The Govt is taking the least radical path over this issue much as it has done over other economic matters throughout its first term in office. (eg the 2025 Taskforce, Welfare Working Group and Tax Working Group recommendations.)

There seems little doubt it will win this year's election. Hopefully it will see any new mandate not as a message the country wants the same as it got over the past three years, but the new ideas it promised when John Key was first elected to office.

Once the earthquake rebuild is truly underway, the boost to the economy will hopefully enable some clearer thinking in economic terms.

Max Bowden Publisher/Editor In Chief The Main Report Business Week

ENDS

© Scoop Media

 
 
 
 
 
Parliament Headlines | Politics Headlines | Regional Headlines

Half Empty: Dairy Prices Drop To Lowest Since August 2009

Dairy product prices fell to the lowest level in more than five years in the latest GlobalDairyTrade auction, led by declines in butter milk powder and whole milk powder.

”Stocks of dairy commodities are building across the globe due to Russia’s current ban on importing dairy products from many Western nations, and a lack of urgency from Chinese buyers, while at the same time global milk supplies are expanding,” AgriHQ dairy analyst Susan Kilsby said in a note. More>>

 

Slippage: NZ Universities Still In Top 3% Globally

This year the University of Auckland ranked 175 (down from 164 last year); the University of Otago ranked 251-275th (down from 226-250), both Victoria University of Wellington and the University of Canterbury held their ranks (at 276-300thand 301-350 respectively), while the University of Waikato dropped from 301-350 to 351-400. More>>

ALSO:

Gordon Campbell:
On The Last Rites For The TPP

The Trans Pacific Partnership trade deal is one of those litmus issues that has always had more to do with one’s place on the political spectrum than with any imminent reality... For the TPP’s friends and foes alike though, the end now seems nigh. More>>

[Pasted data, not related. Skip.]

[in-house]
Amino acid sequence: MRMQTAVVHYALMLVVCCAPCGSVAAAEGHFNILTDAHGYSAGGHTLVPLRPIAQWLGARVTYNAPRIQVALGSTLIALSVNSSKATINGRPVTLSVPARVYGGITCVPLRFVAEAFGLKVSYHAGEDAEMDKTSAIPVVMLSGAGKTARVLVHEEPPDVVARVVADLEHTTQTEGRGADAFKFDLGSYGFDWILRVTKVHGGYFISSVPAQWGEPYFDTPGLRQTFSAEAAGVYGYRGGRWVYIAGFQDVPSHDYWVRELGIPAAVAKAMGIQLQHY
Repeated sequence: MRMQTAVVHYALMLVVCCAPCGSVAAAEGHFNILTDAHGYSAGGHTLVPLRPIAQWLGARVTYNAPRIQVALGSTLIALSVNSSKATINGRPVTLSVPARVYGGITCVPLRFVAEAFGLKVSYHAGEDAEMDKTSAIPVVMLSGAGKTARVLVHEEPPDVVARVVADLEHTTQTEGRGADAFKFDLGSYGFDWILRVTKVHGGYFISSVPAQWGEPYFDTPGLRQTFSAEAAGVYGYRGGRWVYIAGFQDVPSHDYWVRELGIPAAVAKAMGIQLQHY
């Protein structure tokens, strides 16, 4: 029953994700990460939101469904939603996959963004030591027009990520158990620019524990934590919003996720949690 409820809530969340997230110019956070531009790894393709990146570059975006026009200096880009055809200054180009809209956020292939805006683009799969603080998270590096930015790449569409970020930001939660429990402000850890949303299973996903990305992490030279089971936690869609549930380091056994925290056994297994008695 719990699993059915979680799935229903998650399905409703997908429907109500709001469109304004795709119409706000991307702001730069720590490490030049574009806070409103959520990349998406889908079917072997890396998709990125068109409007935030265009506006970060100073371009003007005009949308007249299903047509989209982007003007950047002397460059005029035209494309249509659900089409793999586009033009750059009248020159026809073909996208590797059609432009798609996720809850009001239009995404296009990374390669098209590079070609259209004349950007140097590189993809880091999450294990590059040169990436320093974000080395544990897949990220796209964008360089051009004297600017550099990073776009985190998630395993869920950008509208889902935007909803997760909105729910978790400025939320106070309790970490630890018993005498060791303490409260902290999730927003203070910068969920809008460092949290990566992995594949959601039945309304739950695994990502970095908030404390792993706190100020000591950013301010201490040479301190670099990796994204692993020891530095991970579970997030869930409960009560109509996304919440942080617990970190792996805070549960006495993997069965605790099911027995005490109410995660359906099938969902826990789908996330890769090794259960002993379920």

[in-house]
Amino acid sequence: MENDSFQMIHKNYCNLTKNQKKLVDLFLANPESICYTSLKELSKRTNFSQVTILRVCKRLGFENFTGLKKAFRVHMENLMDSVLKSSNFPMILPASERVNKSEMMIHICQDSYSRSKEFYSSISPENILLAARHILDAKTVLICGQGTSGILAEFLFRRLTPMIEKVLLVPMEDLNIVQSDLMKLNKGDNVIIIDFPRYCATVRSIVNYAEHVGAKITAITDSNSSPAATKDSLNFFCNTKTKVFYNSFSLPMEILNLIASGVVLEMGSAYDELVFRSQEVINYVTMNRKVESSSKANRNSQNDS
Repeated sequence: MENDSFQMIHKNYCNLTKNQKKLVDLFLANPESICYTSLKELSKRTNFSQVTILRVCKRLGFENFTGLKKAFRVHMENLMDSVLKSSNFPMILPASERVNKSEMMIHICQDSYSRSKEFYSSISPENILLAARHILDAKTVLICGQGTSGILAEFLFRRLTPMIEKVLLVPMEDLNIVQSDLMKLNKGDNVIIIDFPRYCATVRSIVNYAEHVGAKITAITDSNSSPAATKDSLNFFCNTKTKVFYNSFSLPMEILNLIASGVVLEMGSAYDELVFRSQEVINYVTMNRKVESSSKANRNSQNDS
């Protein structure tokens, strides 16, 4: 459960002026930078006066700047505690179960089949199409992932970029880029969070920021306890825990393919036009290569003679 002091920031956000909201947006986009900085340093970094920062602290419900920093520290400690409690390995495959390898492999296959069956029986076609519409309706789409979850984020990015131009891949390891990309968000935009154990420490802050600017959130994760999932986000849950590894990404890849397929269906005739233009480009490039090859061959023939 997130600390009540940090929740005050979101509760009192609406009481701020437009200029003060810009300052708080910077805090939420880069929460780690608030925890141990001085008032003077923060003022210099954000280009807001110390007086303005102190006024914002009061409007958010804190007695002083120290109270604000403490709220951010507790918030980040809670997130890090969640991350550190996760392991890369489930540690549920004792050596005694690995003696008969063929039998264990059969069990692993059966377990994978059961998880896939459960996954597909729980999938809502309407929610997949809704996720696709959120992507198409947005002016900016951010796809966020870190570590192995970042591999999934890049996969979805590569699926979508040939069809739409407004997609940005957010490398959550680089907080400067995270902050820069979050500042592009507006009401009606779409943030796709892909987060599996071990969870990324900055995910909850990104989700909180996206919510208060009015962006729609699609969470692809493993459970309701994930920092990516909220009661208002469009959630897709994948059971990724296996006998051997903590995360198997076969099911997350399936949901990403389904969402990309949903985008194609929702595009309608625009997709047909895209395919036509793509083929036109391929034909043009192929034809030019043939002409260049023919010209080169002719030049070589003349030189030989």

Gordon Campbell: On The Farcical Elevation Of David Seymour

With the election won, it’s time to find jobs for the boy. David Seymour is the Act Party’s latest scrounger to be rewarded by the National Party, and not only with a seat in Parliament. More>>

ALSO:

As Key Mulls Joining ISIS Fighting: McCully Speech To UN Backs Security Council Bid

It is an honour to address you today on behalf of the Prime Minister and Government of New Zealand. Our General Election took place last week - our Prime Minister Rt Hon John Key is engaged in forming a government and that is why he is unable to be here in New York... More>>

ALSO:

Labour: Cunliffe Triggers Party Wide Leadership Contest

David Cunliffe has resigned as Labour Leader, but says he will seek re-election... If there is any contest the election will have to go through a process involving the party membership and union affiliates. More>>

ALSO:

Flyover Appeal: Progress And Certainty, Or Confusion And More Delays?

Lindsay Shelton: The Transport Agency, embarrassed by the rejection of its flyover alongside the Basin Reserve, says it’s appealing because the decision could “constrain progress.” Yet for most clear-sighted Wellingtonians a 300-metre-long concrete structure above Kent and Cambridge Terraces would in no way be seen as progress… More>>

ALSO:

Gordon Campbell: On Cunliffe’s Last Stand

Right now, embattled Labour leader David Cunliffe has three options. None of them are particularly attractive for him personally, or for the Labour Party... More>>

ALSO:

Key Seeking 'New Ideas': Look To Children’s Commissioner On Poverty - Greens

John Key should not reinvent the wheel when it comes to ideas for tackling child poverty, and instead look to the recommendations of the Children’s Commissioner’s Expert Group on Child Poverty, Green Party co-leader Metiria Turei says. More>>

ALSO:

Get More From Scoop

 

LATEST HEADLINES

 
 
 
 
 
 
 
 
Politics
Search Scoop  
 
 
Powered by Vodafone
NZ independent news